10 mistakes you shouldn't make with sunscreen The Good Life

10 mistakes you shouldn’t make with sunscreen

No, you can’t reuse your sunscreen from last year. You can’t make your own sunscreen either. Zoom in on the “false good ideas” to avoid!

Reuse last year’s sunscreen. Caution: sun creams (also) have an expiry date: in general, they keep for a maximum of 12 months after opening. You should also avoid reusing last year’s sunscreen, especially if it has been in the sun for hours and/or locked up warm in the car. Phased sunscreen (i.e.: with an oily deposit on top and possibly a bad smell) is good for the trash can!

Choose your sun protection at random. Rule n°1 to choose your sun cream: respect your phototype! For example, very pale skin that does not tan will opt for a sun cream with an SPF 50+ that blocks a maximum of UVA and UVB rays. Fair skin that tans a little will choose a sun cream with SPF 50. Fair and matt skins that tan easily will opt for an SPF between 15 and 30. Finally, black skins can choose an SPF 6 to 10 – don’t hesitate to ask your pharmacist for advice.

Spread it once, and then that’s it. It is necessary to spread sunscreen (at least) once every two hours and after each swim. even if the product is stamped “waterproof”! The palest skins will renew the application even more frequently to protect themselves as best as possible against UV rays.

Buy a different sunscreen for children and adults. According to a survey by the magazine 60 million consumers published in June 2017, there is no need to buy different sunscreen creams for children and adults since the compositions are almost identical. In short, a good sunscreen (to be bought in pharmacies, with a sufficient protection factor) is more than enough for the whole family…

Just make do with the sunscreen. Wearing sunscreen to protect your skin from harmful UV rays is a must, yes, but not enough! It is also essential to avoid exposure at the sunniest hours (between noon and 4 pm), wear a hat and sunglasses, and complete the picture with a T-shirt for children. In addition, (with very pale skin that burns and never tans) should avoid exposure to the sun as much as possible.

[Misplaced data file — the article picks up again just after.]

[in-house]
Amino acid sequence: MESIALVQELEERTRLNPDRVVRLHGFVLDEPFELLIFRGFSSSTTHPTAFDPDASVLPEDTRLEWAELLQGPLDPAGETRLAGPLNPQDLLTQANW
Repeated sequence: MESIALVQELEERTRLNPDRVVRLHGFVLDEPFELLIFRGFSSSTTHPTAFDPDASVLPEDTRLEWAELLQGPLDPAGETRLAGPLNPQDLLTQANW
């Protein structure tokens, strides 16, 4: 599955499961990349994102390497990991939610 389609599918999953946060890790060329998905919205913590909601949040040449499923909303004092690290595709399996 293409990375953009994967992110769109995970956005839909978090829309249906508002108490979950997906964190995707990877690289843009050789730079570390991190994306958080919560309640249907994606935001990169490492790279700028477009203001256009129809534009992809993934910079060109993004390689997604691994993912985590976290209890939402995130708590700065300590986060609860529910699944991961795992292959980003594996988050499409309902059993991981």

Put very little sunscreen on. Sunscreen is only effective if it is applied in sufficient quantity to the skin! For example, experts recommend spreading the equivalent of 1 teaspoon per arm, 2 teaspoons for the legs, and a minimum of 1 teaspoon for the face, neck, and décolleté. The presence of a whitish film on the skin is a good indicator. A 50 cl bottle is therefore not supposed to last 2 months, but maximum of 5-7 days.

Forgetting certain parts of the body. Of course, sunscreen should be applied in a generous layer to the shoulders, arms, legs, décolleté and back – areas that are particularly prone to sunburn! However, don’t forget the treacherous areas that can also burn under the action of UV rays: ears, feet (and toes), the top of the face (especially the hairline) and the back of the knees.

Only use sunscreen at the beach or pool. Unsurprisingly, the harmful effects of UV rays do not stop at the edge of the beach or pool! Even when sunbathing in the garden, going for a walk in town or having a drink on the terrace, don’t forget to spread yourself generously to protect your skin. Good to know: some sun products are more suitable for urban use as they leave fewer white marks and look less oily.

Do not look at the composition of your sunscreen. It is essential to take a look at the label of your sunscreen and avoid, as much as possible, products that contain endocrine disruptors: benzophenone (1, 2, and 3), dihydroxy benzophenone, homosalate, octyl methoxycinnamate (OMC), 4-methyl benzylidene camphor.